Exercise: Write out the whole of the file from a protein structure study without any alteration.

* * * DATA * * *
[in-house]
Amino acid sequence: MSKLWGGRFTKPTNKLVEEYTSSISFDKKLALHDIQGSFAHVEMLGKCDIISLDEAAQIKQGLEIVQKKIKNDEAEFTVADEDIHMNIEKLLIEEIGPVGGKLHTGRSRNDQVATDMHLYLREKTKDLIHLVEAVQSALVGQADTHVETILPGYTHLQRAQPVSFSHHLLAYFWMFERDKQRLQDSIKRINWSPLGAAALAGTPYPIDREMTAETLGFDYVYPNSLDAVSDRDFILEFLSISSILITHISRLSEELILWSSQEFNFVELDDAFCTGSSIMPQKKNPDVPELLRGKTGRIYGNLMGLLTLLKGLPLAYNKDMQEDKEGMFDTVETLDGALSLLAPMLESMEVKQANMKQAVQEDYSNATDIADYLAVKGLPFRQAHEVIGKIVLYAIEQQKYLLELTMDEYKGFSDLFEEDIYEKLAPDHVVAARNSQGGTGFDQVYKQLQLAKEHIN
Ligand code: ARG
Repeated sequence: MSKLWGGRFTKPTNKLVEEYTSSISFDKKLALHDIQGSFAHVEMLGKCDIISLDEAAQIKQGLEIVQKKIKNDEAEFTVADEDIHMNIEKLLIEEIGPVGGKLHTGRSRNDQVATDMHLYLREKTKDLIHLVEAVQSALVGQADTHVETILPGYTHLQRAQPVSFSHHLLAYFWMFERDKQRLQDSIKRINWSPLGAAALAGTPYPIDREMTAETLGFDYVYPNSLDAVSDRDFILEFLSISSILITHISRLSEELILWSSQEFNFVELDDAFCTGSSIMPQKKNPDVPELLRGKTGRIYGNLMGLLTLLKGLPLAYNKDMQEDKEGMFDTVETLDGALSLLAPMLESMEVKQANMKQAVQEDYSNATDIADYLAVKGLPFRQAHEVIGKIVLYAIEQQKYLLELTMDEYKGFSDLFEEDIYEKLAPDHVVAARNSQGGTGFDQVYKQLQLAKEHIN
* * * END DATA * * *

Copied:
[in-house]
Amino acid sequence: MSKLWGGRFTKPTNKLVEEYTSSISFDKKLALHDIQGSFAHVEMLGKCDIISLDEAAQIKQGLEIVQKKIKNDEAEFTVADEDIHMNIEKLLIEEIGPVGGKLHTGRSRNDQVATDMHLYLREKTKDLIHLVEAVQSALVGQADTHVETILPGYTHLQRAQPVSFSHHLLAYFWMFERDKQRLQDSIKRINWSPLGAAALAGTPYPIDREMTAETLGFDYVYPNSLDAVSDRDFILEFLSISSILITHISRLSEELILWSSQEFNFVELDDAFCTGSSIMPQKKNPDVPELLRGKTGRIYGNLMGLLTLLKGLPLAYNKDMQEDKEGMFDTVETLDGALSLLAPMLESMEVKQANMKQAVQEDYSNATDIADYLAVKGLPFRQAHEVIGKIVLYAIEQQKYLLELTMDEYKGFSDLFEEDIYEKLAPDHVVAARNSQGGTGFDQVYKQLQLAKEHIN
Ligand code: ARG
Repeated sequence: MSKLWGGRFTKPTNKLVEEYTSSISFDKKLALHDIQGSFAHVEMLGKCDIISLDEAAQIKQGLEIVQKKIKNDEAEFTVADEDIHMNIEKLLIEEIGPVGGKLHTGRSRNDQVATDMHLYLREKTKDLIHLVEAVQSALVGQADTHVETILPGYTHLQRAQPVSFSHHLLAYFWMFERDKQRLQDSIKRINWSPLGAAALAGTPYPIDREMTAETLGFDYVYPNSLDAVSDRDFILEFLSISSILITHISRLSEELILWSSQEFNFVELDDAFCTGSSIMPQKKNPDVPELLRGKTGRIYGNLMGLLTLLKGLPLAYNKDMQEDKEGMFDTVETLDGALSLLAPMLESMEVKQANMKQAVQEDYSNATDIADYLAVKGLPFRQAHEVIGKIVLYAIEQQKYLLELTMDEYKGFSDLFEEDIYEKLAPDHVVAARNSQGGTGFDQVYKQLQLAKEHIN